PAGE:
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A 61-year-old man was referred to vascular surgery for a several-year history of bilateral lower extremity calf claudication at two blocks. His claudication symptoms were described as significantly lifestyle limiting. Peripheral vascular risk factors included hypertension (HTN), hyperlipidemia, and tobacco abuse (20 pack-years). The patient denied symptoms of rest pain and did not have any evidence of tissue loss. His pedal pulses were not palpable but were heard with a Doppler bilaterally. After discussing options, the patient agreed to a 3-month trial of a supervised exercise program with an oral phosphodiesterase inhibitor (cilostazol) and tobacco cessation.

At the return office visit, the patient reported minimal improvement and he was unable to quit smoking. At this time, the patient wished to proceed with noninvasive vascular laboratory studies and aortography with possible intervention.

Aortogram findings indicated an occlusion of the left superficial femoral artery (SFA) (Figure 3-1) with reconstitution of the popliteal artery above the knee (Figure 3-2), with two-vessel runoff to the foot (Figure 3-3). The patient's right side showed a diffusely diseased but patent SFA with two-vessel runoff to the foot.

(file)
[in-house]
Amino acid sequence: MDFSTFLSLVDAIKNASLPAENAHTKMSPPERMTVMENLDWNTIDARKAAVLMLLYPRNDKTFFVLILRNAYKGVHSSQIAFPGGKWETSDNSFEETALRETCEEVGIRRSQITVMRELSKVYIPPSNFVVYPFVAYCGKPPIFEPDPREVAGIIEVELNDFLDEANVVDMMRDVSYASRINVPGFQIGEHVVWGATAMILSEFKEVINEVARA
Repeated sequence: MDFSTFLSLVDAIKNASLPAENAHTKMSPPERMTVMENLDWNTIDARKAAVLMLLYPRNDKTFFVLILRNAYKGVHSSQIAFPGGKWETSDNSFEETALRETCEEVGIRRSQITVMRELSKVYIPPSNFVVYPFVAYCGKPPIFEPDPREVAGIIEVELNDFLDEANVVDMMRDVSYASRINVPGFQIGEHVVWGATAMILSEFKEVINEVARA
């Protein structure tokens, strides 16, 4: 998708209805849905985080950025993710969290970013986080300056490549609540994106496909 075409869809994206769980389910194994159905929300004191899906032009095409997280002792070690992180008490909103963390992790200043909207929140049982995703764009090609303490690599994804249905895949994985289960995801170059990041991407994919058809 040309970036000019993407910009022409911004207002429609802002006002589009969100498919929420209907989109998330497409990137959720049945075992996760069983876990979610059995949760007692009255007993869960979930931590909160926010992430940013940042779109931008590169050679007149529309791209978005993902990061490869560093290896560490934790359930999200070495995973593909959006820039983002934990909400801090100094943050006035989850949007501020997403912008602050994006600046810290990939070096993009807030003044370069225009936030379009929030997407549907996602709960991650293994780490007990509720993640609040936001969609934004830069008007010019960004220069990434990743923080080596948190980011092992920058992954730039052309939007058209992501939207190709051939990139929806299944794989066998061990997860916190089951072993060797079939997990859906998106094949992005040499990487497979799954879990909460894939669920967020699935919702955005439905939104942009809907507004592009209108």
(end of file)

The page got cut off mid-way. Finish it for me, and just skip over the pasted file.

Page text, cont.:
An endovascular attempt to re-establish flow in the left SFA was unsuccessful using a chronic total occlusion (CTO) device. Consequently, the patient decided to proceed with a femoral to popliteal bypass.


Angiography image of left leg superficial femoral artery (SFA) occlusion. White arrow marks contralateral right SFA, which is patent. Red arrows and yellow dots depict estimated course of left SFA. Orange arrow marks profunda femoral artery (PFA). Blue arrow indicates the common femoral artery (CFA).


Angiography image of the left leg SFA occlusion with reconstitution of the above-knee popliteal artery (white arrow). Red dots depict estimated course of occluded SFA. Diffusely diseased but patent right SFA is seen.


Angiography image of runoff vessels below the knee. Red arrow indicates the posterior tibial artery. White arrow denotes the peroneal artery.


Peripheral Arterial Disease

  • Progressive narrowing of the arteries due to atherosclerosis.1

  • Mostly silent in early stages until luminal narrowing exceeds 50% vessel diameter.2

  • Prevalence of peripheral arterial disease (PAD) in adults over

  • 40 years in the United States is approximately 4%.

  • Prevalence of PAD in adults over 70 years in the Unites States is approximately 15%.

  • 20% to 25% of patients will require revascularization.2

  • Approximately 5% of patients will progress to critical limb ischemia.2

  • Patients with limb loss have 30% to 40% mortality in the first 24 months.2


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